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Title: Mechanism and control of microtubule dynamic instability probed by in vitro reconstitutions and microfluidics approaches
Author: Duellberg, C.
ISNI:       0000 0004 5362 6605
Awarding Body: University College London (University of London)
Current Institution: University College London (University of London)
Date of Award: 2014
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Microtubules are non-covalent polymers that form an essential part of the cytoskeleton in eukaryotic cells. Alternating phases of growth and shortening are essential for space exploration, force generation and facilitate rearrangements of the microtubule cytoskeleton in response to various stimuli. Microtubule associated proteins regulate filament dynamics and can transport cargoes. The mechanism of how microtubules grow, what triggers the transition from a growing to a shrinking microtubule, and the interplay between the various microtubule-associated proteins is only poorly understood. In vitro reconstitution approaches from purified components in combination with microfluidics techniques and simultaneous multi-colour total internal reflection florescence microscopy were employed to shed new light on the mechanism of microtubule dynamics and the interplay of proteins that bind specifically to growing microtubule ends. Tubulin undergoes conformational changes during incorporation into the polymer. Using a conformation-sensitive designed ankyrin repeat protein probe, it has been found here that these conformational changes occur at much later steps during incorporation into the polymer than previously appreciated. Growing microtubules switch to a rapid shortening phase unless their ends contain a stabilizing structure whose nature is not fully understood. The decay of this stabilizing structure was directly measured by rapid tubulin dilutions and predictions from several theoretical models have been tested. The density of a particular tubulin conformation recognized by microtubule End Binding proteins (EB1/Mal3) could be linked to filament stability. Microtubule end tracking proteins form a dynamic protein interaction network. Here, the molecular mechanism of several main players of these proteins that lead to growing microtubule end accumulation of the motor protein dynein has been elucidated by in vitro reconstitutions. The bottom up approach applied in this thesis yielded new information about fundamental properties of microtubule dynamics and gained new insight into the interplay of an important class of microtubule associated proteins.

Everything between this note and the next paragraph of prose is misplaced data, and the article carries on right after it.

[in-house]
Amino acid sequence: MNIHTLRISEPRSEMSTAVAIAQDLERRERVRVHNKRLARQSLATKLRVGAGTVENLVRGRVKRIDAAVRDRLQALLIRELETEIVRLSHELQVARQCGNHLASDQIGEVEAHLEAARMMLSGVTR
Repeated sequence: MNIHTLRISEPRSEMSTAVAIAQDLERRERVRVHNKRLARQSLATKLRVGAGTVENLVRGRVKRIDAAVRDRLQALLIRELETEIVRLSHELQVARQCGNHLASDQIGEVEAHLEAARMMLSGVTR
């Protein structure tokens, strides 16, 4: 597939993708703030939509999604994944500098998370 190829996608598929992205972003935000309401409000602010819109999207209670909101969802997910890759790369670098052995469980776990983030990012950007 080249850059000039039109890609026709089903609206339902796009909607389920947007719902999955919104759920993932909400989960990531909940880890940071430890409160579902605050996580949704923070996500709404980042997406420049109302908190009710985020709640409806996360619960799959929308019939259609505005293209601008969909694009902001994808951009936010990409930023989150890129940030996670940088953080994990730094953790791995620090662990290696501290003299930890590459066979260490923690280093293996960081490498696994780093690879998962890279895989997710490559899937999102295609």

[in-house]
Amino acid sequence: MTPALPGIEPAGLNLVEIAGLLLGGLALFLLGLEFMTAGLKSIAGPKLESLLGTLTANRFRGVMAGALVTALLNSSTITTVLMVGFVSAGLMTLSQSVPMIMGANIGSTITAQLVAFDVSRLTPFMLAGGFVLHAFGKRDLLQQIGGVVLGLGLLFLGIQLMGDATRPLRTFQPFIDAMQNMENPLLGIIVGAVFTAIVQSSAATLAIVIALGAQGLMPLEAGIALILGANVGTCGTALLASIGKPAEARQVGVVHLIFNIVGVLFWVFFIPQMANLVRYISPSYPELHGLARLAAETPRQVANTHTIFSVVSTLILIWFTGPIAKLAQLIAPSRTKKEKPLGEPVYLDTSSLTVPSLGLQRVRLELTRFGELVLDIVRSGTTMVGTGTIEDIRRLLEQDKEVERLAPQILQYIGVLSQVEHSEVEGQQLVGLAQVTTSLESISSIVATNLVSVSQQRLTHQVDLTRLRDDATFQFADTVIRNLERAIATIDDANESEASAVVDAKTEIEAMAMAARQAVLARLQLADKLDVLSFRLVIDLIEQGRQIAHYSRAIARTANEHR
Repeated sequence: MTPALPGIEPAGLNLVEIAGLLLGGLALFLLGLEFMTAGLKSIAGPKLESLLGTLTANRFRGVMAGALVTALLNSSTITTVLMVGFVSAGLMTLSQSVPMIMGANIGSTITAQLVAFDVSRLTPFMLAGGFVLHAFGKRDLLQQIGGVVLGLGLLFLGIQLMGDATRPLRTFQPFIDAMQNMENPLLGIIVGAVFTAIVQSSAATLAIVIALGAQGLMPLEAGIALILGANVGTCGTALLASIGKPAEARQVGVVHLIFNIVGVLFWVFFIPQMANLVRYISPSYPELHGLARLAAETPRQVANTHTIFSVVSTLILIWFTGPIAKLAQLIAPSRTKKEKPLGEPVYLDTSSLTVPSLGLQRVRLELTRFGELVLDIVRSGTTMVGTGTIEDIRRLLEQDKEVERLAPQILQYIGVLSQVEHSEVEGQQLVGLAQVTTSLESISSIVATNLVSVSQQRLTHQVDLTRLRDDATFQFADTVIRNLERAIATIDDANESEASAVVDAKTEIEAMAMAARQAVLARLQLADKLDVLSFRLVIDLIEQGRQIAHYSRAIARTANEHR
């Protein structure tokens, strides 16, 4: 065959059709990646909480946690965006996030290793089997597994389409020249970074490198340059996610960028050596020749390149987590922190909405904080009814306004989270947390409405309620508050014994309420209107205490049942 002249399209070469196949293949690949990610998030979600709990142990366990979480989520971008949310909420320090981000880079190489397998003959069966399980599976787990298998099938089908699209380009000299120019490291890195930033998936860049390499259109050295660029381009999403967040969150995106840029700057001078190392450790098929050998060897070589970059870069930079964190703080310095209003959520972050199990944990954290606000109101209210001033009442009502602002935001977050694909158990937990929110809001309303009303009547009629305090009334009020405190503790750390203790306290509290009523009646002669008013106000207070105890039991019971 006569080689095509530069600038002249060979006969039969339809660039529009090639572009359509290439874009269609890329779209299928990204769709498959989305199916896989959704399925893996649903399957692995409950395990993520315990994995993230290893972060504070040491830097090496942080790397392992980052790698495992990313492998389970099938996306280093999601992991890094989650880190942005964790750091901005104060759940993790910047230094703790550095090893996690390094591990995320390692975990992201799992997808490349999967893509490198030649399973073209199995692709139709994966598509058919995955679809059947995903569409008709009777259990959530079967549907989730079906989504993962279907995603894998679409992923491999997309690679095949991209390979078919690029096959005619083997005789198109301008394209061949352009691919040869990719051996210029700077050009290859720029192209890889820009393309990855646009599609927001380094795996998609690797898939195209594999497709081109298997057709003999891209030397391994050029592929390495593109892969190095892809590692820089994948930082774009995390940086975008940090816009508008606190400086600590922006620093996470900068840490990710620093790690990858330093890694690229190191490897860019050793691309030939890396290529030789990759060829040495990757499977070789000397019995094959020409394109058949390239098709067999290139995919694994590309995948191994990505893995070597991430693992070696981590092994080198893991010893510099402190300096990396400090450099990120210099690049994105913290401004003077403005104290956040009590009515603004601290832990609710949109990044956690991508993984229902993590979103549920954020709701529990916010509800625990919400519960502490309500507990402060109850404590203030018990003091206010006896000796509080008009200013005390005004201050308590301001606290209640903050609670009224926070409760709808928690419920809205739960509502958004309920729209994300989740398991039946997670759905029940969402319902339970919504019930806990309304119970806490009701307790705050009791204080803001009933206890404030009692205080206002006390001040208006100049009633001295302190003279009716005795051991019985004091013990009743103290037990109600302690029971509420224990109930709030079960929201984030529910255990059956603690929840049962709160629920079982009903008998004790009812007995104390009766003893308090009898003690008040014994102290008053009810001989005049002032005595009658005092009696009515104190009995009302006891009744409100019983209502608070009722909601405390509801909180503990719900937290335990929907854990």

Supervisor: Not available Sponsor: Not available
Qualification Name: Thesis (Ph.D.) Qualification Level: Doctoral
EThOS ID:  DOI: Not available